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“Boy you gotta carry that weight a long time.” I know that these famous lyrics are not related to our work. However, it got me thinking about how most of us are not spending even half of our work day on our primary job duties and how that becomes a heavy weight of guilt that we carry around. On the other hand, it’s hard to get a real feel for how important our main responsibilities and projects really are when there are always incessant emails to respond to, meetings to attend and other conflicting internal agendas. This makes it necessary for us to have to cut through the fog and determine what is or isn’t truly a priority. Misaligned team priorities combined with communications problems often lead to conflict. This misalignment of priorities is not only costly, but results in lost productivity and frustration because it can tend to make you completely overwhelmed. You now have competing and conflicting priorities since the other work hasn’t gone away while you were dragged off to do other things.

Let’s see if this can be made clearer somehow. Webster’s Dictionary definition for conflict is a fight, an antagonistic state or action (as of divergent ideas, interests or persons), mental struggle resulting from opposing needs, drives etc and the opposition of persons or forces that gives rise to the dramatic action in a drama or fiction. The definition for compete is to try to get or win something that someone else is also trying to win and to try to be noticed, accepted or chosen over something else.

Is the task you are focusing on a conflicting priority or a competing priority?  Before you can come to an agreement with your boss on the specific work items you should be working on it would make the most sense that you first agree with your co-workers.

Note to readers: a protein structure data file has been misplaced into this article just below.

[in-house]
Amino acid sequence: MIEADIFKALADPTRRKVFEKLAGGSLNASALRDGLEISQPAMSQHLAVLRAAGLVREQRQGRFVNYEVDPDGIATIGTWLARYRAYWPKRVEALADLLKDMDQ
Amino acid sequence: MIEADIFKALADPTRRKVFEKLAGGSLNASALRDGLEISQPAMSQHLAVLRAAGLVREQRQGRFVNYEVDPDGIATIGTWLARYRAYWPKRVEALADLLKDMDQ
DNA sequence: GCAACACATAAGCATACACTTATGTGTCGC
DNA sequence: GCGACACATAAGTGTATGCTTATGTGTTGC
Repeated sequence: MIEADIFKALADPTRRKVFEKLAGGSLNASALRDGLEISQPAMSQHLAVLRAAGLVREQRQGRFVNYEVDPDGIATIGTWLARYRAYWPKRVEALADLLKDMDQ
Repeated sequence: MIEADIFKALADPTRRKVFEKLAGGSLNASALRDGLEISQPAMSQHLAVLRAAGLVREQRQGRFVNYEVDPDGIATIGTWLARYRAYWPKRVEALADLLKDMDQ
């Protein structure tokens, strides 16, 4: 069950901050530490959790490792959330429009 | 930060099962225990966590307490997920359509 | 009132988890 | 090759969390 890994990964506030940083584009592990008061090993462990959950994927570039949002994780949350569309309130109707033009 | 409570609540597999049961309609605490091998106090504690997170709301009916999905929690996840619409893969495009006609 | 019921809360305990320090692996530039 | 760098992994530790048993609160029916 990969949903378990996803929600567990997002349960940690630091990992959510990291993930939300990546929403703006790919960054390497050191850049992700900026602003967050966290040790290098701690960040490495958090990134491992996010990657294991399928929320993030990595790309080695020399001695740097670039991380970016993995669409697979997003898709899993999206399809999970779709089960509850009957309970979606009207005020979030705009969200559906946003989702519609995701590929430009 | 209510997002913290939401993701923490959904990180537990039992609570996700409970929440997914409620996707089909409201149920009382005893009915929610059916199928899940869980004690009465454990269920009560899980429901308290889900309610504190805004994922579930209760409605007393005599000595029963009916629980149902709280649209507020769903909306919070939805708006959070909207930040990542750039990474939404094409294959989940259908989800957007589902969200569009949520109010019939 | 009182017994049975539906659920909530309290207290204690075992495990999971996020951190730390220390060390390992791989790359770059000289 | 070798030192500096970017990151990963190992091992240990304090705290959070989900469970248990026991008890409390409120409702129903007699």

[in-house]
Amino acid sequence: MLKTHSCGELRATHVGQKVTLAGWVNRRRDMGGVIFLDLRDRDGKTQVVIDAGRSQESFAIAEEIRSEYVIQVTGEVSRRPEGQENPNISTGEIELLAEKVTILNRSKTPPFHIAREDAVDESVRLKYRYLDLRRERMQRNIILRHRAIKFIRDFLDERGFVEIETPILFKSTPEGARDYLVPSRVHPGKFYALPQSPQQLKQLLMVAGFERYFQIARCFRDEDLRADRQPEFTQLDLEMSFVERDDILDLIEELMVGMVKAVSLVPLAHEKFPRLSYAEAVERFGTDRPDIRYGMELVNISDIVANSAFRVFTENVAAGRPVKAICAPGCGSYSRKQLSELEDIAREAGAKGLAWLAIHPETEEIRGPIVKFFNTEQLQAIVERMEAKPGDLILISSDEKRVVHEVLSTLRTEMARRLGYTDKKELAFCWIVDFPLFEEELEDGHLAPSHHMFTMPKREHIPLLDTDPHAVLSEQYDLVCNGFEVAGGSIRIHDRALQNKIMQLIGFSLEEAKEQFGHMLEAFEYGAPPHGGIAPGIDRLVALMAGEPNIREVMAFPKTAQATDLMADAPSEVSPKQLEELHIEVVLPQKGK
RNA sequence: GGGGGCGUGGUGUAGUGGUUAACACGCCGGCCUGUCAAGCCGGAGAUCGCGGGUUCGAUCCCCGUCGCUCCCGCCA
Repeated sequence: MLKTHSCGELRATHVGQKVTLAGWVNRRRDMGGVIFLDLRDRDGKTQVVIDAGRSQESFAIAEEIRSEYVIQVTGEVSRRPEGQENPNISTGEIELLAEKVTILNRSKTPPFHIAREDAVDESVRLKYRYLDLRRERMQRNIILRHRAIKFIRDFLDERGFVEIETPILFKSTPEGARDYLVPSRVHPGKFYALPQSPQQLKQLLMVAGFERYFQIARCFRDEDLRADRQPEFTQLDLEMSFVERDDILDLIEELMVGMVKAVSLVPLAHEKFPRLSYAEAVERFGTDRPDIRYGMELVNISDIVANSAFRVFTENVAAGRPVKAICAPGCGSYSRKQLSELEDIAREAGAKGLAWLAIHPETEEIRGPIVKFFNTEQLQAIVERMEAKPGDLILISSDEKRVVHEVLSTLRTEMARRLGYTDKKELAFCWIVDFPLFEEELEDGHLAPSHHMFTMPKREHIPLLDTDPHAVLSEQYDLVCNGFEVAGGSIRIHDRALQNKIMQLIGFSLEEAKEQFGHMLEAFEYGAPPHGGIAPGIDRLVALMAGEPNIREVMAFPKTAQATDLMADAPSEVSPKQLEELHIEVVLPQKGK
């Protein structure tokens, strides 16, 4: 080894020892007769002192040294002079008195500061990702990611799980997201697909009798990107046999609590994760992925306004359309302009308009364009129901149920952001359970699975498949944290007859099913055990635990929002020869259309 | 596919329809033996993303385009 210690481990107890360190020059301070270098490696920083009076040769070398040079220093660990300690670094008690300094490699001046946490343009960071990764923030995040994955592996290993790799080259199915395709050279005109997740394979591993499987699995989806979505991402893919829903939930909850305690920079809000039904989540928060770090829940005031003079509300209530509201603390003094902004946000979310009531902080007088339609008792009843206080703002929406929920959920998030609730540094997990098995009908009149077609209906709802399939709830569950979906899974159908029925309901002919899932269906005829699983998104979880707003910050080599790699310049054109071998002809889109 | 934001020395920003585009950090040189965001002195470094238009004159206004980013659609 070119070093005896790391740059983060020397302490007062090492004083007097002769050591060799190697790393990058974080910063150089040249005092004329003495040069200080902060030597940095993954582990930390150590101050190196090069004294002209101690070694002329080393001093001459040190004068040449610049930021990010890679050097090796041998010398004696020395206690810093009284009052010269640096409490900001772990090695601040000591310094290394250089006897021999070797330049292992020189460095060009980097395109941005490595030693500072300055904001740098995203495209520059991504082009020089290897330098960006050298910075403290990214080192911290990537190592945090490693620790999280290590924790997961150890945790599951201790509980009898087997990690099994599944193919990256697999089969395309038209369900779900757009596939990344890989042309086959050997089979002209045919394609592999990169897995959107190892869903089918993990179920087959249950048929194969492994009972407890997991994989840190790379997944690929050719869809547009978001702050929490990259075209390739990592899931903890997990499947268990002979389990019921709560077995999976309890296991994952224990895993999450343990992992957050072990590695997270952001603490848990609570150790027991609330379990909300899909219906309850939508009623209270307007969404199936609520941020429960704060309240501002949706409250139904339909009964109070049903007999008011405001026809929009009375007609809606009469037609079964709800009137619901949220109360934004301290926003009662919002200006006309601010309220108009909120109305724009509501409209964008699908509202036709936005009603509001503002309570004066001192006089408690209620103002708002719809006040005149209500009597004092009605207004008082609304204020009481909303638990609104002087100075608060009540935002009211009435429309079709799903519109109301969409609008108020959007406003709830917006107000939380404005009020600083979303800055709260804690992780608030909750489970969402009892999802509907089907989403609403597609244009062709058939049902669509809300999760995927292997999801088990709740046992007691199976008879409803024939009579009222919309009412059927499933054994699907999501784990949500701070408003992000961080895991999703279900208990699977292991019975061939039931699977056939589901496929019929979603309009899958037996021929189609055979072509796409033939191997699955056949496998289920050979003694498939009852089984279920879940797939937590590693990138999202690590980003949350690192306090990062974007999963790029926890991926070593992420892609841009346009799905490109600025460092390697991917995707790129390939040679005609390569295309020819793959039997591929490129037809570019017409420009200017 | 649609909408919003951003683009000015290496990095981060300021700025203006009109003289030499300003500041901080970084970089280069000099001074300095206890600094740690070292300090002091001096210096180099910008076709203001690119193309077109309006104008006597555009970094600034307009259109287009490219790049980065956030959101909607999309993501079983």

When you’re working through your daily tasks, you’re well aware of the time required since it’s so familiar and you’re able to keep things moving along without any backlogs. However, when jobs come along that are high priority, you are expected to drop everything and get it done right away. Now, you have a combination of your own work and this new ASAP work on your plate, which means you have  to put your routine work on the back burner, as well as other smaller tasks just to get through this higher priority work.

Most of the time the decision about what is more of a work priority isn’t even up to you. Management decides what is and what is not important. What you now have to be able to juggle is to fit that very important priority work and keep your other work up to date.

There are a few methods to help decide priorities.One way is to have your boss to decide. Ask them, “What other projects dol I miss the deadline on if I complete this project?”

Here are some other tips:

  • Priorities should also be realistic.Take some time to gather all the facts and data.Research, analyze and collaborate on deadlines,delegation and expectations.
  • Communicate, communicate, communicate
  • Gain focus by reviewing the bigger picture by assessing the project from an organizational as well as project perspective. Doing so will help you reach solutions that are in the best interest of the organization while moving your project forward.
  • Should this ASAP work even be assigned to you?
  • Take the time to communicate what it is that you CAN complete successfully by the deadline and be able to come to some sort of understanding with your boss
  • Communicate, communicate, communicate
  • Find about the type of support  you might need from other departments or teams individuals and provide a clear, actionable request for help.
  • Don’t whine or complain. Describe your most significant issues to your boss and brainstorm on possible resolution actions.
  • Reconsider your priorities so they align with those of your boss and other co-workers
  • Communicate, communicate, communicate

Don’t panic. By keeping these tips in mind, when there are competing and conflicting priorities will help you to carry your own weight and maybe that of your co-workers.

I invite you to share your weighty experiences or thoughts, or comments. You can  email or call me for more information on soft skills/interpersonal skills workshops that can transform IT employees.